Gerstenberger gives a very interesting and suggestive account of the historically-specific genesis of privilege in the following:
‘The way that the goals of bourgeois revolutions arose from the logic of the critique of the ancien régime became apparent wherever women, slaves, oppressed and persecuted people in conquered territories, members of non- Christian religions – sometimes even of a Christian denomination that was not the dominant one in the country in question – not to mention the poor- est inhabitants, sought to make use of those natural rights that had been proclaimed in the bourgeois revolutions against the previously existing legitimisations of power. All of these were refused admission to the ‘sovereign people’. In a certain sense, they were all treated as savages who could not (yet) claim the status of citizen and the rights that went with this. Several writers acknowledged this fundamental contradiction that accompanied the constitution of bourgeois state power. Thomas Jefferson, for example, could find no justfication for the ‘peculiar institution’ of the slave economy in the United States. Immanuel Kant pointed out that ‘the entire fair sex’ did not make any public use of its reason, being prevented from doing so by its ‘guardians’.
If we approach the contradiction between the justification of bourgeois revolutions and their political results with the instruments for analysing societies of the ancien-régime type, the differentiation between citizens and others appears as the establishment of a collective privilege, the privilege of participation in debates and decisions over public matters. Just like privileges under the ancien régime, this privilege was also, in many respects, secured by law – in electoral legislation, in the rule of husbands over their wives, in the legal fixing of slave status and in the rule over ‘natives’ that was taken for granted. Looked at in this way, bourgeois revolutions abolished the many different privileges of ancien-régime societies only to put in their place the collective privilege of citizens.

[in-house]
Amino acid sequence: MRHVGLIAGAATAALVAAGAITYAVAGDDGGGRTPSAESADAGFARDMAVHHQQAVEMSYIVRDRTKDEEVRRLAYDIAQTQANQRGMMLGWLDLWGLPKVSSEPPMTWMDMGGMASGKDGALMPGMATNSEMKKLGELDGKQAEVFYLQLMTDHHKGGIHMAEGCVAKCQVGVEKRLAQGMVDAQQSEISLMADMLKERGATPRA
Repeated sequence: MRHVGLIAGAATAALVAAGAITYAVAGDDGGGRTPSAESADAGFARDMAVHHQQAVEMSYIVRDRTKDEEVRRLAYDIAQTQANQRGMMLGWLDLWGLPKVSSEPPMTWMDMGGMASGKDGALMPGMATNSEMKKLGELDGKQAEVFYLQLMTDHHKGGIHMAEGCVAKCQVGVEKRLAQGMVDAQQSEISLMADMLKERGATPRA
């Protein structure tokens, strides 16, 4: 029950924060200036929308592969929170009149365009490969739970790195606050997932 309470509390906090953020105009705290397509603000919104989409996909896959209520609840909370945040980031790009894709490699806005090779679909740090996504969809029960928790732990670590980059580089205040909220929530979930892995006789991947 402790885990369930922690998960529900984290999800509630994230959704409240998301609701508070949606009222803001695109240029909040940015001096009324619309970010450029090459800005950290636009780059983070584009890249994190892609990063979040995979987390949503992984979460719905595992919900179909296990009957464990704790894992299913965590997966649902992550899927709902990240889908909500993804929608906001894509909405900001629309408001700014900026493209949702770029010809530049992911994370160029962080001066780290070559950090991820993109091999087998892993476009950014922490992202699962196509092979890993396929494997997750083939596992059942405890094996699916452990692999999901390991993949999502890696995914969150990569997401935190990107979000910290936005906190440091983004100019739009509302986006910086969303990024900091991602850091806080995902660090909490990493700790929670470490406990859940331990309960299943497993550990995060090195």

All those who enjoyed this privilege were male. Though this sufficiently shows how marriage and family law continued the traditions of patriarchal rule, at the same time as this was delegitimised, the exclusion of women from the society of citizens did not just mean the perpetuation of an earlier form of rule. For only with the above-mentioned emancipation of ‘interest’ from the earlier world of privileges and thus families, did the historical possibility arise of a systematic sex-specific individualisation. In so far as men claimed the public mode of existence of individuality as a sex-specific privilege, in this way bringing the mental structures of a hereditary nobility into the new world, they shunted female individuality into the private sphere.